Sep. 9th, 1847.
My dear McLean
I take the opportunity of your fellow going back to write a few lines You will see by the heading of this that for the present I have been put in charge of the Survey department during Mr. Ligars absence. The man you discharged for insolence to the non commiss officers offered to join this force and was very near taken into custody as a deserter he had no discharge from you, however I thought he would not offer himself if he had not been dismissed by you, therefor I advised Atkyns to take no notice of him, Gillingham has been busy copying all the orders for you, I was obliged to interfere for him, as you sent him without a pass or ticket of leave consequently as soon as he arrived here he was liable to do duty the same as any other man of the force, for instance if we were to send a man to Taranaki he becomes part of your force liable to your orders until you send him back doing duty the same as your own men in regular turn, You should have written officially to Atkyns stating that a man had come up on duty (mentioning the duty) and that you had given him leave for such a time) or not as the case might be, I would recommend you to make the men get the proper caps, we stop 5/- out of the men pay for a cap, a military forage cap, without a peak. If Gillingham had not had important duty to perform I should have had him properly
drilled for you to see how the thing was done here, take the first opportunity of sending up a smart fellow who could drill your men in the same way so that the force might be on the same footing throughout, Gillingham says he has not signed an agreement, I would recommend you never to take a man who is not likely to devote his life to the service, it has a most injurious effect on the force, to take men for a short time as you make the force a medium of convenience to the person entering allowing to depart whenever he likes if a man misbehaves grossly do not dismiss him before you have punished him to the full extent of your power bringing before the resident magistrate as the ordinance requires and as soon as he is sentenced he ceases to belong to your force, in one word make it difficult to get into the force, once in more difficult to get out, having once got out never on any pretext whatever allow him to rejoin by that means you will get good men and keep them as you weed out the bad ones and keep the good ones who soon like the life or become unfit for another when you discharge it becomes your duty to see that he does not obtain employment again under Government, if he is unfit for you, he is likely to misbehave himself in any other employment where the discipline is not so strict as the Police. Although we have some men who are not worth much we have some very good ones. We get rid of the bad ones as soon as we can, but do not replace them untill we can get good men rather a difficult thing now, as there are few men who would suit the force we have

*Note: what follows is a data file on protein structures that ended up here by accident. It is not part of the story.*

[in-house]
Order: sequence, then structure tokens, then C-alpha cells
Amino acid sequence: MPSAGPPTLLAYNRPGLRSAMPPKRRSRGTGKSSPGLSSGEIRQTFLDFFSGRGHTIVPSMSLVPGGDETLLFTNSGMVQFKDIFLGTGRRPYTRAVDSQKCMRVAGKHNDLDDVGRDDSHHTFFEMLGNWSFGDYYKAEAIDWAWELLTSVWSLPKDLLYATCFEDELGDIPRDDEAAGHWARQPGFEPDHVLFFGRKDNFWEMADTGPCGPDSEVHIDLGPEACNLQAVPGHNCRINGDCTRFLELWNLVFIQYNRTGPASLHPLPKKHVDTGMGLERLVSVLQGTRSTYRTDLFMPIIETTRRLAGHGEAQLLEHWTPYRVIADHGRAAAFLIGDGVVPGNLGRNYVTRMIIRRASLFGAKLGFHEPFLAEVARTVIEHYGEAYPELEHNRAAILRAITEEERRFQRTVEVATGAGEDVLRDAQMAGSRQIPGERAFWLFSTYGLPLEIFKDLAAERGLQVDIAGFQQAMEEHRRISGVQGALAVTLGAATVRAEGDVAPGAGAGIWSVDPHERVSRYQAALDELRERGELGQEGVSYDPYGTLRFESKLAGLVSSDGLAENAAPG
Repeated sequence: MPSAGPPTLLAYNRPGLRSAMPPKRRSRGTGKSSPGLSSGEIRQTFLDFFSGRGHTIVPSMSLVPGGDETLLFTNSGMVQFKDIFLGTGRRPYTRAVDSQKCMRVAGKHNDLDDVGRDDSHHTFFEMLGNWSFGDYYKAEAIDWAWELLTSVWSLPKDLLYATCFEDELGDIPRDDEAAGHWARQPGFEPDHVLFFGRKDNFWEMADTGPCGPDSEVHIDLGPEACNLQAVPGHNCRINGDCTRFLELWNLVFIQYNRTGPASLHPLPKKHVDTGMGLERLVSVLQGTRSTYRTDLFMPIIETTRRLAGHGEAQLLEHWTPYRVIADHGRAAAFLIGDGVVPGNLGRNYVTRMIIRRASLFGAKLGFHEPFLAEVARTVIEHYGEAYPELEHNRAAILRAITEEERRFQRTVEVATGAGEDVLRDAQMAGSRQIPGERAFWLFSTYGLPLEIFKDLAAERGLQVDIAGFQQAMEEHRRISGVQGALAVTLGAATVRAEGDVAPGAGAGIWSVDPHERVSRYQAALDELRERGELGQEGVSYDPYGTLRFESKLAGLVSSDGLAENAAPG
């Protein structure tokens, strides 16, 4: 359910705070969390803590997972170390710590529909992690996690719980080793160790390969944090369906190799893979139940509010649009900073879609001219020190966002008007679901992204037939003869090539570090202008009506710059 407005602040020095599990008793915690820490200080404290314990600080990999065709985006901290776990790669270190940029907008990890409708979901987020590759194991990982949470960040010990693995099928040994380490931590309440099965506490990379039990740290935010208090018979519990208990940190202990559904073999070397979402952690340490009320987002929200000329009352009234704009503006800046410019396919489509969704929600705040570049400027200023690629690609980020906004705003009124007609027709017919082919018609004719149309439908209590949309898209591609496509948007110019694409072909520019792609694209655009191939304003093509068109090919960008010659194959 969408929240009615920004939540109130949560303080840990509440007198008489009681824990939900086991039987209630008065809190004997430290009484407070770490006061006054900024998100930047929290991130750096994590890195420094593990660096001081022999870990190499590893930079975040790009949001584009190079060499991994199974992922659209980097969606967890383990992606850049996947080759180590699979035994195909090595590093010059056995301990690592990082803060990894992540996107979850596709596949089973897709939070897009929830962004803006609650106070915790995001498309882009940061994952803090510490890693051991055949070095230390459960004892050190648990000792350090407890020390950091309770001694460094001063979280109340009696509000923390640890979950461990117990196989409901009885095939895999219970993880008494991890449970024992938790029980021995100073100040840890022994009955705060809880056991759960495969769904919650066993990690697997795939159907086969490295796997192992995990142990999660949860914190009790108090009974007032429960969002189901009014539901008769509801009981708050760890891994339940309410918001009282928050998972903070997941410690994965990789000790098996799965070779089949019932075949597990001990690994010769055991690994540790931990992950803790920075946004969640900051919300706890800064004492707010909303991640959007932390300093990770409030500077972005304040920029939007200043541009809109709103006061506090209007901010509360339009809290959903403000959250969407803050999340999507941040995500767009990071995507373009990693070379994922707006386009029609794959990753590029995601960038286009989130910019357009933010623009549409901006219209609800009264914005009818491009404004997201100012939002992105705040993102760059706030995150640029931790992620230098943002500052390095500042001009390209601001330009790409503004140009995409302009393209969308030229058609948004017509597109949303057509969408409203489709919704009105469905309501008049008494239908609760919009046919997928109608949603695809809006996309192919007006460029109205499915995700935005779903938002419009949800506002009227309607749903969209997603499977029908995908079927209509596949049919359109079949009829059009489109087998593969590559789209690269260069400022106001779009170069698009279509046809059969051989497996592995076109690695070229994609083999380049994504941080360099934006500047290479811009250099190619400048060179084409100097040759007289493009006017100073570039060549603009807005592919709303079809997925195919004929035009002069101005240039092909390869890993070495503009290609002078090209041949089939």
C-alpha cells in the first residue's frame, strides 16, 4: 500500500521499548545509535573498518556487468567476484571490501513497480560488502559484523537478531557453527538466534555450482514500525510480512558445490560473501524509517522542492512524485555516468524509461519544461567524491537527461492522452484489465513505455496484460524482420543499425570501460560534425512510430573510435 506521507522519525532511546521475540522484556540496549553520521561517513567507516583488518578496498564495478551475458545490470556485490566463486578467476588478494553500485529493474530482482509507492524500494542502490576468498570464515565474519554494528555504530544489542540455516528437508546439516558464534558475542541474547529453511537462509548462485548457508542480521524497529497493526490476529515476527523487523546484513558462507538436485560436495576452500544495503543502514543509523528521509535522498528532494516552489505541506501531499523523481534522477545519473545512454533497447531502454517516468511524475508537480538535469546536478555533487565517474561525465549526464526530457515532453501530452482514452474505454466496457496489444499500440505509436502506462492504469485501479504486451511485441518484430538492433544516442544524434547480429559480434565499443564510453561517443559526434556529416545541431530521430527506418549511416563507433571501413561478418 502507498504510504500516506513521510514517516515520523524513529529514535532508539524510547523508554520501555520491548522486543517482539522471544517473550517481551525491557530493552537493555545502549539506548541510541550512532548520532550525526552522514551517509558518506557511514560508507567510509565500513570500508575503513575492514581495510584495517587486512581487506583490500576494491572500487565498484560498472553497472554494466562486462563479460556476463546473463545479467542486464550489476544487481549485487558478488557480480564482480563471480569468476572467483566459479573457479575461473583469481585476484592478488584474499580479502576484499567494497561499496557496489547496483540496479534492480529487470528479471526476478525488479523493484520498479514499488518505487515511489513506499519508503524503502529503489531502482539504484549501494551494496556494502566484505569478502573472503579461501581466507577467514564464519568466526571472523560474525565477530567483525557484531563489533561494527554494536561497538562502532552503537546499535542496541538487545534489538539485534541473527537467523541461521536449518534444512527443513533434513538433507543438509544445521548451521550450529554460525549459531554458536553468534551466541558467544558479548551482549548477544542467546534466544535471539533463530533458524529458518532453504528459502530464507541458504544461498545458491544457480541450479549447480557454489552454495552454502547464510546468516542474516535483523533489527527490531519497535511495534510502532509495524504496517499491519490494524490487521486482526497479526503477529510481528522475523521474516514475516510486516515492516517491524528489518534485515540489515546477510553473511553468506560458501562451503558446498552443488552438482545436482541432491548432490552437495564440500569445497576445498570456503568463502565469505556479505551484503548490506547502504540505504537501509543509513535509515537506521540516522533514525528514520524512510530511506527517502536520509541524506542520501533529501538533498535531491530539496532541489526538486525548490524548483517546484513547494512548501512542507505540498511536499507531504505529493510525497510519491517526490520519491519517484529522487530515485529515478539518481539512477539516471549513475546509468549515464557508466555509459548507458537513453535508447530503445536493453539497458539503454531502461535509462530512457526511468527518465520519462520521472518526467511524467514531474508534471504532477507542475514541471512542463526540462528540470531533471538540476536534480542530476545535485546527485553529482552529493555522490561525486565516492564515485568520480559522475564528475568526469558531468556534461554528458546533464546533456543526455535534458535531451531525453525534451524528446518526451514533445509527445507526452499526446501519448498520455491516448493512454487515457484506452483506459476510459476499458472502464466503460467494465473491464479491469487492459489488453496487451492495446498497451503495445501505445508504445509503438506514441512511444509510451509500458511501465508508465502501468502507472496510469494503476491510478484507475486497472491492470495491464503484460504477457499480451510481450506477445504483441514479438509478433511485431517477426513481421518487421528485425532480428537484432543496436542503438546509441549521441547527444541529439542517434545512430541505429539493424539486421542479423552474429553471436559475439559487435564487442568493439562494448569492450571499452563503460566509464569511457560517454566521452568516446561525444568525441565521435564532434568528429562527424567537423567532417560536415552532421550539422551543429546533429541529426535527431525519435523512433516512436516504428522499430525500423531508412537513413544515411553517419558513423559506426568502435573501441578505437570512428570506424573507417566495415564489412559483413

not got one full compliment.
The rewards are distributed according to the ordinanas for instance, take a twelve month from the time you were embodied, and see how many fines and what amount there is up to that time, make out a list of the men you consider worthy of reward, taking those men who are with you during She whole of the year, and you might include any one who has particularly distinguished for zeal in the service who has been in for nine months - putting opposite their names the sum you would recommend them to receive, beginning with your Sergeant, then the Corp. of course the non commissd. officers get in proportion to the work one of our Sergt. got £8 the other £5 Corp. £3 some of the best behaved men £2.10.0 and as low as one pound, this list you send to the Governor for approval on receiving which you distribute it to the men acquainting them with any expression of the Governors satisfaction of their conduct and also that it is through your recommendation they have got this in your list you should be careful not to exceed the sum collected during the year as you deprive the men of what they have a right to the next making the sum less than it would have been for those who served during the second year, but, not in the first.